Intervista Sojourner (Mike Lamb)
Soujurner are a young and interesting band. TrueMetal.it got in touch with mastermind Mike Lamb to know them better.
Hello, welcome on Truemetal and let me start admitting that your new album “The shadowed road” is a very good work.
Thank you! We’re really glad that you like it, we appreciate it.
According to your bio you come from New Zealand, but actually you are more or less from all over the world. How did you get to know each other?
Yeah, for bio reasons you can only usually list one country in most places, but it’s fine because the core band is from New Zealand. I got talking to Emilio (the singer, ndr) after he contacted me about enjoying one of my other bands, Lysithea. We talked about doing stuff for a while, and eventually I wrote the song that became ‘Heritage of the Natural Realm’. I felt my whistle sections were a bit lacking, so I got Chloe (my wife and longtime bandmate) to fix up some of my bits that I’d written. It infinitely improved it, and after that Chloe and I ended up writing all of the music together from that point on. Technically Chloe and I are the guitarists and songwriters, but we both share duties with keyboards, piano, and tin whistle when it comes to the actual recording and writing of the albums. We got one of my longtime bandmates, Mike Wilson, in to do bass as well. Then in 2017 we recruited Riccardo from Italy on drums, who I met after he contacted us. So we’re very much a New Zealand-based band, we just have international elements.
I see you live in different parts of the world as well. How do you share your ideas while composing an album?
The songs are all written by Chloe and I (though Mike Wilson contributed a couple of riffs to the song ‘Our Bones Among the Ruins’ on the new album), so basically it’s all written and recorded in one place by the two of us. We have demo drums which I’ve written, which we send to Riccardo and he rewrites or fixes up, then he goes into the studio to do the final takes. Mike Wilson writes his bass bits to the finished versions of the songs, and Emilio does the same with his vocals. They all send the files back to me, and I mix them into the final mix of the album and request any tweaks that I need from any of them.They all send the files back to me, and I mix them into the final mix of the album and request any tweaks that I need from any of them. So really there’s not much sharing of ideas needed as it’s all decided in one place in a single studio between Chloe and I, it would be fairly messy to try to do it across continents online. It’s quite straightforward in the end, not as complex as the international spread might make it sound.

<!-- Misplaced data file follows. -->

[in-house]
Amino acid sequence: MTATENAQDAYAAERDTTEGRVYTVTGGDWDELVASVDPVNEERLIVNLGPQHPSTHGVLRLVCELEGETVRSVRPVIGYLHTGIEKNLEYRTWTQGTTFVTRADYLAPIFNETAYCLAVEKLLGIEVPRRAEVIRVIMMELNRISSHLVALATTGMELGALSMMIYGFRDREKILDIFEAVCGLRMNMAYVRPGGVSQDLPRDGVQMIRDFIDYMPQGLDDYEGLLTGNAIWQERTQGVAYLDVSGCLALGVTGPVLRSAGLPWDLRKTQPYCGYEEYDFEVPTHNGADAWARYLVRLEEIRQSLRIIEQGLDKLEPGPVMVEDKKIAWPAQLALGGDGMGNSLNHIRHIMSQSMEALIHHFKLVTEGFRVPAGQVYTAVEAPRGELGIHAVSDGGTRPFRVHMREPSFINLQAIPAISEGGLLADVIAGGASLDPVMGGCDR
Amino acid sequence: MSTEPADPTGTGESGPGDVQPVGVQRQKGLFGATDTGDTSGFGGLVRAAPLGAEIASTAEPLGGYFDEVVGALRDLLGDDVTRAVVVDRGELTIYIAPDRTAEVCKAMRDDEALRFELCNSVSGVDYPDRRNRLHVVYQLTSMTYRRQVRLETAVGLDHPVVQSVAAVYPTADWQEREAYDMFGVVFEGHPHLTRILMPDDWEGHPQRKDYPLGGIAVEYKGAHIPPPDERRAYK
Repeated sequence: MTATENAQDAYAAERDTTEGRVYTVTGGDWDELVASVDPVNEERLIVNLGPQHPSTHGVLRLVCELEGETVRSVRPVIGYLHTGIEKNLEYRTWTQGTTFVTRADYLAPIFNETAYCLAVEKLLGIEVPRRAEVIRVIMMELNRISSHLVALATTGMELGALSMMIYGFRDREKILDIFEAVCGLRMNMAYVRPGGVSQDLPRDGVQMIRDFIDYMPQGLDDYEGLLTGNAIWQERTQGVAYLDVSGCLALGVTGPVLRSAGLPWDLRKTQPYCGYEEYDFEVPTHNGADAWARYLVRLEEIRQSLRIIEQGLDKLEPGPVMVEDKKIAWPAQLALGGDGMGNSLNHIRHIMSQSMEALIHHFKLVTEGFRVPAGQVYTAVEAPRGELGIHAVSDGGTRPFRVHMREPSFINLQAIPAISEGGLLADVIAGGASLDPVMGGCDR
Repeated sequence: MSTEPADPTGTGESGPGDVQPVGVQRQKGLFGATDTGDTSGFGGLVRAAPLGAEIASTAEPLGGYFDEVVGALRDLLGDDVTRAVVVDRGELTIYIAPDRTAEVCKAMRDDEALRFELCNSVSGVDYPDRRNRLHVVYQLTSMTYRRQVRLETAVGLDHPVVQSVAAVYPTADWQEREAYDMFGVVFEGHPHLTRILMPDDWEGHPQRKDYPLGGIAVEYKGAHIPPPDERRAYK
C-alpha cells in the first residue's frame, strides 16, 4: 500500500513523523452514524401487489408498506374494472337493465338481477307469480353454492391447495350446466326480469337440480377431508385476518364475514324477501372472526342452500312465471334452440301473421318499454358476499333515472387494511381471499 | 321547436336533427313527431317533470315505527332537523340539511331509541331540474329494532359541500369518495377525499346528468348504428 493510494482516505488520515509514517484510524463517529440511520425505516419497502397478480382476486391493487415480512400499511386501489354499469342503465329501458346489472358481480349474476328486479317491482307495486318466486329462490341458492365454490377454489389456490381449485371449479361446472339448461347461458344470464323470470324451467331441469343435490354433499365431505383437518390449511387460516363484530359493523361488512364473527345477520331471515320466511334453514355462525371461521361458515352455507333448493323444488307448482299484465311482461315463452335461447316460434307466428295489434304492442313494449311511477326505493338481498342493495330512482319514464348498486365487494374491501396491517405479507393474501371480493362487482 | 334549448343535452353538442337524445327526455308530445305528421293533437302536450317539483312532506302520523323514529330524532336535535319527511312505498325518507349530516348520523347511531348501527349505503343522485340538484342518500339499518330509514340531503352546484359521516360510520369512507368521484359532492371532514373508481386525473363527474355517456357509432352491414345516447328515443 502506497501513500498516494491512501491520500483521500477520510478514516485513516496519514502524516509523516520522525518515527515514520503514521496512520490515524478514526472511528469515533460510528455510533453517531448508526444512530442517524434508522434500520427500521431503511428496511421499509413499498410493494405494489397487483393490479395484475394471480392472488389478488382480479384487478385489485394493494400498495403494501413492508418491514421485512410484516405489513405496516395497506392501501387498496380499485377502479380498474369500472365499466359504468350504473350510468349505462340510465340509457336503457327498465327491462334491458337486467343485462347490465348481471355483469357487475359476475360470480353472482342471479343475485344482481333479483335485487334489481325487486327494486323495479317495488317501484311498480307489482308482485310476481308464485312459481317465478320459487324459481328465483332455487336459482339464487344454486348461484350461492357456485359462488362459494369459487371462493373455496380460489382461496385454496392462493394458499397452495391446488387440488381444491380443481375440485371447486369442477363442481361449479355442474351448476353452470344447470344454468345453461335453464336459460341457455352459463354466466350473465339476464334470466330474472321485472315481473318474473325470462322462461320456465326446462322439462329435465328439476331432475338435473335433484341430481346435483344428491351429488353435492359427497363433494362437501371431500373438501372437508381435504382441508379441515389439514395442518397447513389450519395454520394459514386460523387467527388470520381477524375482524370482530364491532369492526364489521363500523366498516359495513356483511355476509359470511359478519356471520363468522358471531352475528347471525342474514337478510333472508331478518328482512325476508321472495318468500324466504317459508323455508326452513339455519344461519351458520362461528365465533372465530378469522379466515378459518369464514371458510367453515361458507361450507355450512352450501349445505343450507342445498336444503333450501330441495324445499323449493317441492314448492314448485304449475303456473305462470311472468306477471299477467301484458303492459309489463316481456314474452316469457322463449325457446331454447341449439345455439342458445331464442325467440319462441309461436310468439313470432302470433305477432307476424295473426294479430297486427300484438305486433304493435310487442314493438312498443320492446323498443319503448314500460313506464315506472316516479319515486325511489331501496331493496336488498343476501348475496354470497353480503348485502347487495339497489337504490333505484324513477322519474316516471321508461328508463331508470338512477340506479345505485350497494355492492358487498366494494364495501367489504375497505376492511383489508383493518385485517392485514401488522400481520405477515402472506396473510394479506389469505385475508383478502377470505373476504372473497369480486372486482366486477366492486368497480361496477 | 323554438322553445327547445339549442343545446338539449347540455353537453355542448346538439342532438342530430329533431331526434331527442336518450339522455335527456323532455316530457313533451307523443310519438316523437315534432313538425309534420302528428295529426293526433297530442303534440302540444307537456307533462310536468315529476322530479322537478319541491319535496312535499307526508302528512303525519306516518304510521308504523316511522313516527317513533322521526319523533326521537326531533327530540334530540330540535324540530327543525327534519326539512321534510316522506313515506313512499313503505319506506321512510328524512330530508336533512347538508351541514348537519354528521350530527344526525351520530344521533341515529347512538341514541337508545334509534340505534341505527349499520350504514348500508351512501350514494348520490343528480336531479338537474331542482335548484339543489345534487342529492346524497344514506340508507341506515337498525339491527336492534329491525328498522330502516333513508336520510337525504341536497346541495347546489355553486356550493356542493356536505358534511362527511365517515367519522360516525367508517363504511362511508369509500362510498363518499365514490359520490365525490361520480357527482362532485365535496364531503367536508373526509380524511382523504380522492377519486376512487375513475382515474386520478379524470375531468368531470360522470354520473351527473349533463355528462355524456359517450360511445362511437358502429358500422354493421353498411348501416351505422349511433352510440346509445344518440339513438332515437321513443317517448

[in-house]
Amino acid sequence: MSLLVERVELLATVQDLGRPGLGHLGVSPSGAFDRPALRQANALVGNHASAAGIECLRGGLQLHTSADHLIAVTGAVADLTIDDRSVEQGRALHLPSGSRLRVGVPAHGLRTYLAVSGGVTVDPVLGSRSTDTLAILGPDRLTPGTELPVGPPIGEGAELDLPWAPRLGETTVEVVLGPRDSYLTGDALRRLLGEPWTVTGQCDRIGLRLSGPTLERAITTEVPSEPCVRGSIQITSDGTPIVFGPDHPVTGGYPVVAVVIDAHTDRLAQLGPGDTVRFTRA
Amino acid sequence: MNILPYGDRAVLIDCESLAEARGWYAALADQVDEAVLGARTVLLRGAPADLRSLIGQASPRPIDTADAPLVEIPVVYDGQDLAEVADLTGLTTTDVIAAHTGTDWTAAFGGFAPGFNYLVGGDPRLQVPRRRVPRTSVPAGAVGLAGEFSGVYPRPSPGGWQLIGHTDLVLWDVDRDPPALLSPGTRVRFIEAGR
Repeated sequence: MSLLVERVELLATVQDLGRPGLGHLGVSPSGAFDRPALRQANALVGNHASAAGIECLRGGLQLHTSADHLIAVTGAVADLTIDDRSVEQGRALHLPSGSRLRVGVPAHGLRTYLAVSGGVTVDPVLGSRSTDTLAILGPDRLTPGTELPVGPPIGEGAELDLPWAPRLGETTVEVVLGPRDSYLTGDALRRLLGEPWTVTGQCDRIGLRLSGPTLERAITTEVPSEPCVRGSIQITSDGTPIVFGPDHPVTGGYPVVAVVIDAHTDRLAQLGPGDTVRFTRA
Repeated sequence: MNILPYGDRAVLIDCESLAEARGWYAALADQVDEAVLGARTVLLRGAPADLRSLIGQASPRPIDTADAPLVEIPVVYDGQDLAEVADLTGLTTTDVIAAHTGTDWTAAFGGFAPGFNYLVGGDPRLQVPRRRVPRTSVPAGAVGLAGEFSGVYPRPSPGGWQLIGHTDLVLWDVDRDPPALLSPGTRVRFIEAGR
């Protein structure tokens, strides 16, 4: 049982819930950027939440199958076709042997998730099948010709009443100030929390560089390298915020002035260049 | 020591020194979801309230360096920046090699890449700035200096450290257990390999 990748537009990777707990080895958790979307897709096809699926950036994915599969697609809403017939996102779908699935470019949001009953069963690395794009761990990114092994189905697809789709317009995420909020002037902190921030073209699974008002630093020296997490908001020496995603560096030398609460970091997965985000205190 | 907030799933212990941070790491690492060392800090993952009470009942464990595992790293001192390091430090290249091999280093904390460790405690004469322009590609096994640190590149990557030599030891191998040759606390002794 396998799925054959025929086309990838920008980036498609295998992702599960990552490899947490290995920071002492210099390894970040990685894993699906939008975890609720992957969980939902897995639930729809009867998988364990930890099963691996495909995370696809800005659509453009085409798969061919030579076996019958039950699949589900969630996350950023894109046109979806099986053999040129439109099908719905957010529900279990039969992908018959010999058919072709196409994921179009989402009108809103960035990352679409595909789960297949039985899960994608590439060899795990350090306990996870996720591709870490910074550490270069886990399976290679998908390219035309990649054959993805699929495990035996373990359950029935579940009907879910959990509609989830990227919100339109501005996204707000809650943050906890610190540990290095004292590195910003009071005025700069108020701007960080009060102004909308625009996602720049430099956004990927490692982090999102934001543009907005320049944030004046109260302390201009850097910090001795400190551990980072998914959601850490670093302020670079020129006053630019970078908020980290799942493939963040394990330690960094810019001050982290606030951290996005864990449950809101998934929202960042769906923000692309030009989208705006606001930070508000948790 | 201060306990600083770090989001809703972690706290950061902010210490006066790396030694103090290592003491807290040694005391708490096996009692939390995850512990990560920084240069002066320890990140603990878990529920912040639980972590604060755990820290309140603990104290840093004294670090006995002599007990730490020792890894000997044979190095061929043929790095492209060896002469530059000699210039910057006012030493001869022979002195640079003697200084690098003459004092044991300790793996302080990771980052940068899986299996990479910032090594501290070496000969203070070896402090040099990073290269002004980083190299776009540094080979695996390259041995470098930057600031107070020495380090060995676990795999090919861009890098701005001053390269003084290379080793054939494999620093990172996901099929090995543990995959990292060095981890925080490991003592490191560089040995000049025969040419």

How does it feel to work with a legend of Viking/avantgarde metal like Oystein G. Brun?
It was amazing, as Oystein has been one of my musical heroes since I was a teenager. He is incredibly professional in his production, and I’ll definitely be working with him again in the future.
In my opinion, your sound recalls in certain ways Barren Earth. Do you feel similar to any artist?
Thank you! I really enjoy Barren Earth, so that’s a great comparison. I think if I had to give a short list of bands that have influenced the sound in particular I’d say (off the top of my head) Moonsorrow, Wintersun, Borknagar, Mgla, Rotting Christ, Dissection, Gallowbraid, Alcest, Draconian, My Dying Bride, and many more.
Which are on the other end, your influences beyond music?
There are a lot of influences from literature and film as well, soundtracks are a big inspiration as well. Nature, the beautiful scenery of New Zealand, Scotland, Asia, and Europe…we’re influenced hugely by the places we’ve been as individuals. It’s hard to pin down exact influences, but travel would be a big one.
Can you tell me something about the artwork, which is in my opinion very nice?
The Shadowed Road artwork was done by Romanian artist Sebastian Luca, at the request of the band. I worked closely with him to come up with what you see on the cover. We wanted something that represented Scotland (where Chloe and I are currently based for a couple of years), and that is particularly based off some of the scenery seen on The Isle of Skye. We’re very particular about artwork, as it’s the thing that’s going to sell your album to people at first glance. It needs to reflect what you want your music to evoke.
You are going to play in Glasgow, later this year. Are you planning a complete European tour and how is it, in general, your touring activity?
We’ve got North of the Wall on the 26th of April, followed by Dark Troll Festival in Germany on the 10th of May. I can’t say much more about beyond that just yet, but there are definitely plans to get around a bit more in the coming year.
Last famous words…
Thanks for the interview and thank you to everyone for your support!